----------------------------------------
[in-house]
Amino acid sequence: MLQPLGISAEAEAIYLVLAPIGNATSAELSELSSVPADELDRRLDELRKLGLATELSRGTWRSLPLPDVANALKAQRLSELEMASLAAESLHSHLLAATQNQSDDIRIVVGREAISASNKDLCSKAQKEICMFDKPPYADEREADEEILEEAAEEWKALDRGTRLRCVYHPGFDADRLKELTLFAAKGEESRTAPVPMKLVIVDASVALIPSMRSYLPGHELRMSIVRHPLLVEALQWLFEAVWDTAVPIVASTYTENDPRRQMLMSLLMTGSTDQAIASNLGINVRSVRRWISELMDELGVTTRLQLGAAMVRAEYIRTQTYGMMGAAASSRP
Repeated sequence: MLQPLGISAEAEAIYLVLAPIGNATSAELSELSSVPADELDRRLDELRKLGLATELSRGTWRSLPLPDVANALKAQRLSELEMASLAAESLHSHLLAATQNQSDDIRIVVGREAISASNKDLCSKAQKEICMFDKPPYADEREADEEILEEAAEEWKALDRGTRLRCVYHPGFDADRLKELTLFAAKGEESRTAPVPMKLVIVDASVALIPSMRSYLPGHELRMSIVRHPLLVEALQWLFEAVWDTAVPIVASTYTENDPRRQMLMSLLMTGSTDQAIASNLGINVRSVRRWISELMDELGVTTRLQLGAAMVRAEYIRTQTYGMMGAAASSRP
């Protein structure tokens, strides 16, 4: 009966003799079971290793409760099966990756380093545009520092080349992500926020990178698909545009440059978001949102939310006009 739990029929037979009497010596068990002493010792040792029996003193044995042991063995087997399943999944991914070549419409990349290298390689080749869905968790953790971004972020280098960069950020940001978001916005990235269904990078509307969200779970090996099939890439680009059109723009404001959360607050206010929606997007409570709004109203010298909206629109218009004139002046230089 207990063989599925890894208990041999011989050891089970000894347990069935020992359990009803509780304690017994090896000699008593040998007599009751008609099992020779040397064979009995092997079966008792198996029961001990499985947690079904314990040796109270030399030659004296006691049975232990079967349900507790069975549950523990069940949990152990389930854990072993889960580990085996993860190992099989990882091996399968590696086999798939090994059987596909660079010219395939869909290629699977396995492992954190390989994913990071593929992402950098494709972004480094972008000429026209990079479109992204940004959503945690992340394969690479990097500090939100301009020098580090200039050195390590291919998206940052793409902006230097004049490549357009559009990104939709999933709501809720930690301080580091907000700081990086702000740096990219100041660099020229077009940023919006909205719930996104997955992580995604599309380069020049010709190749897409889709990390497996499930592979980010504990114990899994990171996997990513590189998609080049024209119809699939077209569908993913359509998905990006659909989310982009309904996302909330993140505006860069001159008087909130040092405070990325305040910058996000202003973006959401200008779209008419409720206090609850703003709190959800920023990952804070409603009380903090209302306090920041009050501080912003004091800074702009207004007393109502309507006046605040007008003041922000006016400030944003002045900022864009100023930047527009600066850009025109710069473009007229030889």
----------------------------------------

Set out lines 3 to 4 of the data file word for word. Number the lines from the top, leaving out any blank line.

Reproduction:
Repeated sequence: MLQPLGISAEAEAIYLVLAPIGNATSAELSELSSVPADELDRRLDELRKLGLATELSRGTWRSLPLPDVANALKAQRLSELEMASLAAESLHSHLLAATQNQSDDIRIVVGREAISASNKDLCSKAQKEICMFDKPPYADEREADEEILEEAAEEWKALDRGTRLRCVYHPGFDADRLKELTLFAAKGEESRTAPVPMKLVIVDASVALIPSMRSYLPGHELRMSIVRHPLLVEALQWLFEAVWDTAVPIVASTYTENDPRRQMLMSLLMTGSTDQAIASNLGINVRSVRRWISELMDELGVTTRLQLGAAMVRAEYIRTQTYGMMGAAASSRP
């Protein structure tokens, strides 16, 4: 009966003799079971290793409760099966990756380093545009520092080349992500926020990178698909545009440059978001949102939310006009 739990029929037979009497010596068990002493010792040792029996003193044995042991063995087997399943999944991914070549419409990349290298390689080749869905968790953790971004972020280098960069950020940001978001916005990235269904990078509307969200779970090996099939890439680009059109723009404001959360607050206010929606997007409570709004109203010298909206629109218009004139002046230089 207990063989599925890894208990041999011989050891089970000894347990069935020992359990009803509780304690017994090896000699008593040998007599009751008609099992020779040397064979009995092997079966008792198996029961001990499985947690079904314990040796109270030399030659004296006691049975232990079967349900507790069975549950523990069940949990152990389930854990072993889960580990085996993860190992099989990882091996399968590696086999798939090994059987596909660079010219395939869909290629699977396995492992954190390989994913990071593929992402950098494709972004480094972008000429026209990079479109992204940004959503945690992340394969690479990097500090939100301009020098580090200039050195390590291919998206940052793409902006230097004049490549357009559009990104939709999933709501809720930690301080580091907000700081990086702000740096990219100041660099020229077009940023919006909205719930996104997955992580995604599309380069020049010709190749897409889709990390497996499930592979980010504990114990899994990171996997990513590189998609080049024209119809699939077209569908993913359509998905990006659909989310982009309904996302909330993140505006860069001159008087909130040092405070990325305040910058996000202003973006959401200008779209008419409720206090609850703003709190959800920023990952804070409603009380903090209302306090920041009050501080912003004091800074702009207004007393109502309507006046605040007008003041922000006016400030944003002045900022864009100023930047527009600066850009025109710069473009007229030889």